3 Legged Thing Corey Magnesium Alloy Travel Tripod with AirHed Neo Ball Head Review

Why do tripods have three legs instead of four? There is a reason, and we’ll get to it in a moment, right after we take a long, close look at a 3 Legged Thing from across the pond.

If I’ve written it once, I’ve written it a thousand times: tripods are the only accessory you can use that will always improve your photos. If this is true, why aren’t they used more often?

Many people, including me sometimes, use the excuse that typical tripods are too heavy to lug around, too difficult to adjust and slow to operate. One lady told me that tripods are ugly and make her look like a photographer.

If you have been using similar rationalizations, tripods from 3 Legged Thing may change your mind. The Punks Corey magnesium alloy tripod equipped with an AirHed Neo ball head that I have been using for about three months now isn’t heavy—it weighs less than 3.5 pounds. It’s super-easy to adjust—and it’s fast. It’s certainly not ugly, either. And although I hate to admit it, it would take more than a tripod to convince anyone that I am a photographer.

Built from aircraft-grade magnesium alloy, the Punks Corey travel tripod from 3 Legged Thing features black and grey legs and center column. All are trimmed in tasteful orange. With the stark blue color of the AirHed Neo ball head up top, it reminds me greatly of a Kingfisher bird (I mean that in a good way). “Punks” is the series name, “Corey” is the model name and “3 Legged Thing” is the name of the manufacturer.

“The column can be easily inverted and also removed completely. The tri-mount plate can be attached directly to the tripod canopy, so you can get as low as four inches from the floor (the thread is double ended for 1/4 or 3/8 inch attachments). Monopod leg has threads at both ends too, so some people use it as a mic boom or selfie stick or camera boom.” — Danny Lenihan, CEO, 3 Legged Thing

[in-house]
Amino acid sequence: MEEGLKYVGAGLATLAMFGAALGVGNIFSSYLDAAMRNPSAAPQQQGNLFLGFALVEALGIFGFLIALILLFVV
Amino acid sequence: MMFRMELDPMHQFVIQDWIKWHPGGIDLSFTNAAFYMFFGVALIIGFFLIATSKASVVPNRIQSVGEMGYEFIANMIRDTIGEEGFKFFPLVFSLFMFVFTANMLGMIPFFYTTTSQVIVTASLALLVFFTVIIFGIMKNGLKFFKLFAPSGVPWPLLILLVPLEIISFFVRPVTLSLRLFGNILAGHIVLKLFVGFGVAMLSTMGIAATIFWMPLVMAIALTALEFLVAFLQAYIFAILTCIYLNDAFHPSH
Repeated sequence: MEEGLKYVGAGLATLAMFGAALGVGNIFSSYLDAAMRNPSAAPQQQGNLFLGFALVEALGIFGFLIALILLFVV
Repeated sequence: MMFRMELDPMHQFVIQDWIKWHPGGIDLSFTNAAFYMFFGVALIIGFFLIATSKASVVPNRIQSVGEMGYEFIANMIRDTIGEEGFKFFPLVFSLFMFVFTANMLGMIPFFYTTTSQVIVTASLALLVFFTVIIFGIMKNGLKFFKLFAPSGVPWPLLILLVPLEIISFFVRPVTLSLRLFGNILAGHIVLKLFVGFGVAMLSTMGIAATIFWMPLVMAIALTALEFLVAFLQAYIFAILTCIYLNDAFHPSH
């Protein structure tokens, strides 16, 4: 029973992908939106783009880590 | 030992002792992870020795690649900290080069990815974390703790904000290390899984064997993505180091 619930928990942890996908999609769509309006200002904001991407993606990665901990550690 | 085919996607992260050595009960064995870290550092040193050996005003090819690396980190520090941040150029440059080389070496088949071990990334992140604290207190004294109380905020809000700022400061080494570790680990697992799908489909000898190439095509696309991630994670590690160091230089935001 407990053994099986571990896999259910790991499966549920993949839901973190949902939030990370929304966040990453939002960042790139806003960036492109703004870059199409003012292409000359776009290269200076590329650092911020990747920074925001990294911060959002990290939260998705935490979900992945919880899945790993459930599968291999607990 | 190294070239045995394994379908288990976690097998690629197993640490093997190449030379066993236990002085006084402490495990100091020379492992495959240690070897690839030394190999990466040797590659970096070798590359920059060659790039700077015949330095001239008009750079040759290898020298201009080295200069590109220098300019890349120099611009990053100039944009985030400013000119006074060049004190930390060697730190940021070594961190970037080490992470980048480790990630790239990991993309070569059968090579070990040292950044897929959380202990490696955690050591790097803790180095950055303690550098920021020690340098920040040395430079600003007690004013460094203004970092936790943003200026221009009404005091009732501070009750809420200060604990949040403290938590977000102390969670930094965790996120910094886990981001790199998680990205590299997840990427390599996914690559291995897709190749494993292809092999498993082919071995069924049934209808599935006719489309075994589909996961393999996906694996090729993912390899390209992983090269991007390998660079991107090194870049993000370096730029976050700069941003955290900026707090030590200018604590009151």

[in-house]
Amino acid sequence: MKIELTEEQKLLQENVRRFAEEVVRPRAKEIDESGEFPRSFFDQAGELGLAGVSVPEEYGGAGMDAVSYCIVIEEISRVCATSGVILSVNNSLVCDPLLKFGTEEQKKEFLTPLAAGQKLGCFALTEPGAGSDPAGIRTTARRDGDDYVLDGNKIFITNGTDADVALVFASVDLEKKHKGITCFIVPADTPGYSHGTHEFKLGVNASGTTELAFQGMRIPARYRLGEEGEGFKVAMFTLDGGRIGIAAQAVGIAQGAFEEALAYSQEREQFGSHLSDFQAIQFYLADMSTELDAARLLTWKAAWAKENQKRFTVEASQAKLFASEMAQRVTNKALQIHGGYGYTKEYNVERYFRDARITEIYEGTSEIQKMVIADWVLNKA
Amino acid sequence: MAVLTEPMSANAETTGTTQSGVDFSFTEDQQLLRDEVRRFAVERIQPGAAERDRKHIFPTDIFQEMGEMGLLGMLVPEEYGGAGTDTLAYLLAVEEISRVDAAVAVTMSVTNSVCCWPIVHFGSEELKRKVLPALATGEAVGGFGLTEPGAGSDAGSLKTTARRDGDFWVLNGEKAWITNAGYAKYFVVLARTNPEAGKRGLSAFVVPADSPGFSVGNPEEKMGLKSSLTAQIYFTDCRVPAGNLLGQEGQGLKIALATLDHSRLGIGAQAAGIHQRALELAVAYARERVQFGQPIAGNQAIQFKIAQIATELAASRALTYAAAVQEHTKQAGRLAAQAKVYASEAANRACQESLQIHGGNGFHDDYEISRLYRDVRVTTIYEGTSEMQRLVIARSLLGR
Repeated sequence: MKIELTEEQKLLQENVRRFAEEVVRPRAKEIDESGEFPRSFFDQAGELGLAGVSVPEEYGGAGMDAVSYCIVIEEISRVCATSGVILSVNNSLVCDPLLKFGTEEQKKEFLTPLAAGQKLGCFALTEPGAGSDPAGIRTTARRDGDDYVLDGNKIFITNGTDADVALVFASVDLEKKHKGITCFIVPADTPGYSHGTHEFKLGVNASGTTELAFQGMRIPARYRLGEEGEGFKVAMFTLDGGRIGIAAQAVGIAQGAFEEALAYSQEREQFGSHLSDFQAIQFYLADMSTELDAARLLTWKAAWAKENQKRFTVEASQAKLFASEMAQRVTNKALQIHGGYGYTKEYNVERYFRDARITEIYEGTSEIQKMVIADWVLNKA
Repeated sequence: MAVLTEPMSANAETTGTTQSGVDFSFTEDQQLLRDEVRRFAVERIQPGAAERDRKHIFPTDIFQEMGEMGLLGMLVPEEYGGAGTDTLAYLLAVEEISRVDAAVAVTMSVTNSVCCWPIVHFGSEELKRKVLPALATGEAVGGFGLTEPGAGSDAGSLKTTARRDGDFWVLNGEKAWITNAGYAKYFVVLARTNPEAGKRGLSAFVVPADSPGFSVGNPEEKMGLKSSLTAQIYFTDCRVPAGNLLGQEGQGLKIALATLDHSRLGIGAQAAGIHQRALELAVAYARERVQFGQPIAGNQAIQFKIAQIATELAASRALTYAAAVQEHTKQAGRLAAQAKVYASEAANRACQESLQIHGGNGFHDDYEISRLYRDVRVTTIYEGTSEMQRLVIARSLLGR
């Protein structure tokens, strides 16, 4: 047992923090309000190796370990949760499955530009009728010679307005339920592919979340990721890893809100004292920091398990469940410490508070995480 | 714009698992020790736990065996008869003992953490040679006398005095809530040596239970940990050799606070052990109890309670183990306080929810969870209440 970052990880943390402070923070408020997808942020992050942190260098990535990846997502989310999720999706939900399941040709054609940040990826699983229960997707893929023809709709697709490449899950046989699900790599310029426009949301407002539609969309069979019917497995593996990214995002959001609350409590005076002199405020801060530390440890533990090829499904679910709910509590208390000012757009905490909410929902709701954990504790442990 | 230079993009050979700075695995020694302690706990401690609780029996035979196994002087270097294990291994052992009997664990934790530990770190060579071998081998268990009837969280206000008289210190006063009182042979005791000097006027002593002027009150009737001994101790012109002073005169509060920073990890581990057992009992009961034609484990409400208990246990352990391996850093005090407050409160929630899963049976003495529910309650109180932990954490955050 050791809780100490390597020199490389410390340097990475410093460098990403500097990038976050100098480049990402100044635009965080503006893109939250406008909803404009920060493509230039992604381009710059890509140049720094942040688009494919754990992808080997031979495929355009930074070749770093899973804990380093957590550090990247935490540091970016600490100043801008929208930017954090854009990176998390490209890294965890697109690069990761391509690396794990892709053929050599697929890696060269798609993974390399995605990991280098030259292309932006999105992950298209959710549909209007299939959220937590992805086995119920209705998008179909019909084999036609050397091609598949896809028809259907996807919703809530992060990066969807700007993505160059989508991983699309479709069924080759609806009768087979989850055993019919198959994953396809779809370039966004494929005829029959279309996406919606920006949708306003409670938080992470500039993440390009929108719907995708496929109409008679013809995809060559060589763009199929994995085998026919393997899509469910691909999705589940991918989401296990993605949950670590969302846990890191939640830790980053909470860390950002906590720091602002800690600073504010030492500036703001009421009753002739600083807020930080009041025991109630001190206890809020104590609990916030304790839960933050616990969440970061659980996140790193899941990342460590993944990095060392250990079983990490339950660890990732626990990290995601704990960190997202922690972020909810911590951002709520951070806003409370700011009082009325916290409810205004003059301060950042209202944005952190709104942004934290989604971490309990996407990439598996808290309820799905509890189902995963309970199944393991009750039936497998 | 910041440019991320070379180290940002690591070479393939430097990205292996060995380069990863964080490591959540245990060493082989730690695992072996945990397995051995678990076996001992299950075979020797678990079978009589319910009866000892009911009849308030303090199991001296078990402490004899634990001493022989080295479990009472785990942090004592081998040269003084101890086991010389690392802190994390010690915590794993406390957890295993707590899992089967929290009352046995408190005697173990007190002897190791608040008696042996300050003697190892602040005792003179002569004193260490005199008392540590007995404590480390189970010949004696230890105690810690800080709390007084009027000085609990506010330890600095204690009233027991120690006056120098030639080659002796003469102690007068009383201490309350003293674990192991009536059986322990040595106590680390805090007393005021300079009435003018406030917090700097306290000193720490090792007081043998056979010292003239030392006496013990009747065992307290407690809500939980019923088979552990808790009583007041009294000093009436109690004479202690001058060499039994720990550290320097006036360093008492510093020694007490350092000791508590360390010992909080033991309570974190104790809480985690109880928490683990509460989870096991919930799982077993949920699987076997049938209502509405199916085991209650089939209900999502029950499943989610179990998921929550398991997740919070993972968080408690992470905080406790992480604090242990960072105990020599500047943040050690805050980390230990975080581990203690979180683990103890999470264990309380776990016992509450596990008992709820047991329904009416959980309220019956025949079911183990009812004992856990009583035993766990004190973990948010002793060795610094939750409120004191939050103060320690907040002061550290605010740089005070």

The two-section center column and legs feature large, barrel-shaped twist locks that are nicely textured and very easy to turn. The legs extend to five sections and can support a camera at a height of 58 inches—just shy of five feet. On the other extreme, because of the possible leg and column configurations, an attached camera can be positioned at a height of just four inches.

Legs can be locked in three different angles and inverted 180 degrees for transport or storage. When collapsed, the travel length is 13.7 inches. One leg can be detached and repurposed as a monopod. The rubber tips on the end of each leg are very functional and can be replaced with optional spikes.

Yikes! Spikes! The rubber tips on the end of each leg are very functional but if the terrain calls for it, they can be replaced with optional spikes. Pictured are the STILETTOZ and HEELZ.

Load capacity is 30 pounds when assembled in the conventional position with the legs splayed at 23 degrees (i.e., the first click setting). As you may well guess, if you angle the legs farther apart, the load capacity is likely to decrease, so beware. Construction is extraordinarily sturdy and overall assembly was obviously done with extreme care and pride.